To balance this, at 60 we are now constantly reminded to develop a healthy lifestyle and exercise to keep fit – we have a new lifetime ahead of us – time to start playing sport again. So old-age is off the agenda, until we are at least 85, when we might have to finally consider giving up running marathons!


Sources: www.saga.co.uk (Published article: 2015/04 16)

 

building your financial future

The Future of Annuities

What role are annuities likely to play in retirement planning in the light of pension freedoms coming into effect from 6 April 2015? There has been much debate about annuities, particularly since Chancellor George Osborne announced a number of changes to pensions from April 2015, welcomed by Standard Life in a recent bulletin.

Those changes mean pensions are becoming more flexible, with savers being given the freedom to control the pension funds they’ve worked hard to save – it is their money after all! They can take those funds as and when they choose to from the age of 55. This means people will have more options than simply buying an annuity at retirement, as was the case for many previously.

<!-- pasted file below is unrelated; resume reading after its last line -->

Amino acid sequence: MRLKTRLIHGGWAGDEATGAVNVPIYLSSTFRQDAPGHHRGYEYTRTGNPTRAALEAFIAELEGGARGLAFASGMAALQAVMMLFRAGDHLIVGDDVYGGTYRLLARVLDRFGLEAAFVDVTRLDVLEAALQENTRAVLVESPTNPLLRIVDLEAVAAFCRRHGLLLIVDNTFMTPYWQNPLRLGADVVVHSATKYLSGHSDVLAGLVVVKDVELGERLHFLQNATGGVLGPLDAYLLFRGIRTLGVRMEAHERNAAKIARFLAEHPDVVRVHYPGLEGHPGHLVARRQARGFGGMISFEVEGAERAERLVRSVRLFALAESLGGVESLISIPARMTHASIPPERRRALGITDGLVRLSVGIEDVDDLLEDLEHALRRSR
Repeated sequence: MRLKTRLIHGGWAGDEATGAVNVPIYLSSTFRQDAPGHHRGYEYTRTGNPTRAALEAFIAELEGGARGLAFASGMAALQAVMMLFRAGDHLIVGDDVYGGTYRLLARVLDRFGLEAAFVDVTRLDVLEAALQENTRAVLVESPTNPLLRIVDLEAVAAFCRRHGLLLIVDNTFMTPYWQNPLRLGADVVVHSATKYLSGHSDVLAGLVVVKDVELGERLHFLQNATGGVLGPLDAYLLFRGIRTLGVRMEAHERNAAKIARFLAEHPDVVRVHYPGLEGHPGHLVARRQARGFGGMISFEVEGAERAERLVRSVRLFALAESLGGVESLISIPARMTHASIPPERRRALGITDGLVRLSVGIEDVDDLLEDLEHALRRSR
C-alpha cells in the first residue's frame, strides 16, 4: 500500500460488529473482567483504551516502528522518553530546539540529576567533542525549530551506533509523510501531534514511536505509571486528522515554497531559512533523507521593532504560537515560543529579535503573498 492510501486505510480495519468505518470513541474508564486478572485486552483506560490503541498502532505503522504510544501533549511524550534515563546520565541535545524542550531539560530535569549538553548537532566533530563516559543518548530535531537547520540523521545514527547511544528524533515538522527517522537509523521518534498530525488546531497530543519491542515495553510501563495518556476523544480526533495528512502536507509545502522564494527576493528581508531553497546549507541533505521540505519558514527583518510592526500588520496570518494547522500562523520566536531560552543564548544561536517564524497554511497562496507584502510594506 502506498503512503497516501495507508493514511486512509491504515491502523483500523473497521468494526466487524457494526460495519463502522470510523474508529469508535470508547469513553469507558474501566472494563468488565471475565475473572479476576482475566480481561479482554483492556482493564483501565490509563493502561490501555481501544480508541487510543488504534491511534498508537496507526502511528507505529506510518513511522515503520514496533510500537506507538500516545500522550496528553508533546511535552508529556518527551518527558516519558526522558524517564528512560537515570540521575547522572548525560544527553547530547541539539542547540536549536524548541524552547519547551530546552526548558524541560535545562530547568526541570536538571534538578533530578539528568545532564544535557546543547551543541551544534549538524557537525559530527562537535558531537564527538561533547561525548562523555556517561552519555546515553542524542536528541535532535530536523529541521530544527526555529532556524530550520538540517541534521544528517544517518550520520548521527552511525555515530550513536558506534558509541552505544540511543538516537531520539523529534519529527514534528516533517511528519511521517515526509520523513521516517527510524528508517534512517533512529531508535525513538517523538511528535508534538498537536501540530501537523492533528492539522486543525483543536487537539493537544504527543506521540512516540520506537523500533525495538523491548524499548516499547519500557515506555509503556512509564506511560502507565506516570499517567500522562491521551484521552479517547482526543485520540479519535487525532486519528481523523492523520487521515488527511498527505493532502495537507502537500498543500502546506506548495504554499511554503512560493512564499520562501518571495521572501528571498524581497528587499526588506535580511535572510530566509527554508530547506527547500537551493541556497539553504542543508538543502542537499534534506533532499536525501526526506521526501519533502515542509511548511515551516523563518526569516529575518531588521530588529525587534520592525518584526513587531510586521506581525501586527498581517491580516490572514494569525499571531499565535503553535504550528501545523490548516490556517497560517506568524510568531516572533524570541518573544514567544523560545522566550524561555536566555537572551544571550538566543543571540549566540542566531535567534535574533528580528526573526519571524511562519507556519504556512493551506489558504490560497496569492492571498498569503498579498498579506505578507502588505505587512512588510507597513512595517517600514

According to Standard Life, that doesn’t mean we have seen the last of annuities – far from it. True, you can’t change your mind when you buy one, but they do have the advantage of giving the security and certainty of a guaranteed income for life, or for a period of time of your choosing. In addition, as annuities work like insurance, if you have serious health issues you’ll benefit from enhanced rates. There’s also the added attraction that some annuities guarantee an income for your spouse too, in the event of your death.

On the other hand, they don’t offer much in the way of flexibility. What if you needed a lump sum to cover an unexpected event, a new car, or wanted to help pay for one of your grandchildren to go to university? For that reason, and with the pension changes now giving savers many more options, we’re likely to see annuities becoming part of a more varied pensions mix, alongside lump sum withdrawals and flexible income, or what is known as drawdown.